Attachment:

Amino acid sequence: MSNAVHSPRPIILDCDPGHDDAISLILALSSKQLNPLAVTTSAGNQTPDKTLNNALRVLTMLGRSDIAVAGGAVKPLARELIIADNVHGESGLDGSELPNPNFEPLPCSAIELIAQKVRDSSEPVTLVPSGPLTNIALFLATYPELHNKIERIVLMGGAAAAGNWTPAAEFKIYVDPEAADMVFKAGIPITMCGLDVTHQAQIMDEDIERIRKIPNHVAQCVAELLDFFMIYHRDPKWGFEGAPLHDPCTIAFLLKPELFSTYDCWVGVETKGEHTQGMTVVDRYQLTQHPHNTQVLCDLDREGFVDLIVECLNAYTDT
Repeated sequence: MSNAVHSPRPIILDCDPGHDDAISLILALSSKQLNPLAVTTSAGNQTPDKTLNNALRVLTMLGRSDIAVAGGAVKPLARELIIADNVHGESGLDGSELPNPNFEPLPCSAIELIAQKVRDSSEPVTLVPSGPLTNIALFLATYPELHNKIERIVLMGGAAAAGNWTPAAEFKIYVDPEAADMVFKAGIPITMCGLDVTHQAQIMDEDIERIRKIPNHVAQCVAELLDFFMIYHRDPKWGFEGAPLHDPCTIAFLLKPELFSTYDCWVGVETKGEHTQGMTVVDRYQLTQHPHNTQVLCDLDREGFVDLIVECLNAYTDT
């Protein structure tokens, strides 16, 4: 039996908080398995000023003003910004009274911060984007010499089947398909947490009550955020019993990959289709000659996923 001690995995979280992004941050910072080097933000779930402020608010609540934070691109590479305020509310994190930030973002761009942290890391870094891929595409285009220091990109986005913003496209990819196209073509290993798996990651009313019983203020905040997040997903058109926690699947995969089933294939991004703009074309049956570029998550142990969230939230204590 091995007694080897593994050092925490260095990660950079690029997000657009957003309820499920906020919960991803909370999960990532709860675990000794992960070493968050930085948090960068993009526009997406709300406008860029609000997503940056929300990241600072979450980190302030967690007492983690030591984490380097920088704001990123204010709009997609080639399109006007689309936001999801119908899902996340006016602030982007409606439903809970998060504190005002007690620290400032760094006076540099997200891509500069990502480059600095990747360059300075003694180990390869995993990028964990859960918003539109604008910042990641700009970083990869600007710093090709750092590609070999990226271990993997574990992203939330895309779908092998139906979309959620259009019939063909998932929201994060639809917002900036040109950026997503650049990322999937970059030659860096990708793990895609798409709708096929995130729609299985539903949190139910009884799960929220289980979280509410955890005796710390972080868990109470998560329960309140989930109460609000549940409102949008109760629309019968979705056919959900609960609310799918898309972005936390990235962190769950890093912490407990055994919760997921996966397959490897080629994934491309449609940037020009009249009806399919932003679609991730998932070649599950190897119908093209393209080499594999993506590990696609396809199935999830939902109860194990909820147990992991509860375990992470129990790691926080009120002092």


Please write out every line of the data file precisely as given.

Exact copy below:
Amino acid sequence: MSNAVHSPRPIILDCDPGHDDAISLILALSSKQLNPLAVTTSAGNQTPDKTLNNALRVLTMLGRSDIAVAGGAVKPLARELIIADNVHGESGLDGSELPNPNFEPLPCSAIELIAQKVRDSSEPVTLVPSGPLTNIALFLATYPELHNKIERIVLMGGAAAAGNWTPAAEFKIYVDPEAADMVFKAGIPITMCGLDVTHQAQIMDEDIERIRKIPNHVAQCVAELLDFFMIYHRDPKWGFEGAPLHDPCTIAFLLKPELFSTYDCWVGVETKGEHTQGMTVVDRYQLTQHPHNTQVLCDLDREGFVDLIVECLNAYTDT
Repeated sequence: MSNAVHSPRPIILDCDPGHDDAISLILALSSKQLNPLAVTTSAGNQTPDKTLNNALRVLTMLGRSDIAVAGGAVKPLARELIIADNVHGESGLDGSELPNPNFEPLPCSAIELIAQKVRDSSEPVTLVPSGPLTNIALFLATYPELHNKIERIVLMGGAAAAGNWTPAAEFKIYVDPEAADMVFKAGIPITMCGLDVTHQAQIMDEDIERIRKIPNHVAQCVAELLDFFMIYHRDPKWGFEGAPLHDPCTIAFLLKPELFSTYDCWVGVETKGEHTQGMTVVDRYQLTQHPHNTQVLCDLDREGFVDLIVECLNAYTDT
């Protein structure tokens, strides 16, 4: 039996908080398995000023003003910004009274911060984007010499089947398909947490009550955020019993990959289709000659996923 001690995995979280992004941050910072080097933000779930402020608010609540934070691109590479305020509310994190930030973002761009942290890391870094891929595409285009220091990109986005913003496209990819196209073509290993798996990651009313019983203020905040997040997903058109926690699947995969089933294939991004703009074309049956570029998550142990969230939230204590 091995007694080897593994050092925490260095990660950079690029997000657009957003309820499920906020919960991803909370999960990532709860675990000794992960070493968050930085948090960068993009526009997406709300406008860029609000997503940056929300990241600072979450980190302030967690007492983690030591984490380097920088704001990123204010709009997609080639399109006007689309936001999801119908899902996340006016602030982007409606439903809970998060504190005002007690620290400032760094006076540099997200891509500069990502480059600095990747360059300075003694180990390869995993990028964990859960918003539109604008910042990641700009970083990869600007710093090709750092590609070999990226271990993997574990992203939330895309779908092998139906979309959620259009019939063909998932929201994060639809917002900036040109950026997503650049990322999937970059030659860096990708793990895609798409709708096929995130729609299985539903949190139910009884799960929220289980979280509410955890005796710390972080868990109470998560329960309140989930109460609000549940409102949008109760629309019968979705056919959900609960609310799918898309972005936390990235962190769950890093912490407990055994919760997921996966397959490897080629994934491309449609940037020009009249009806399919932003679609991730998932070649599950190897119908093209393209080499594999993506590990696609396809199935999830939902109860194990909820147990992991509860375990992470129990790691926080009120002092």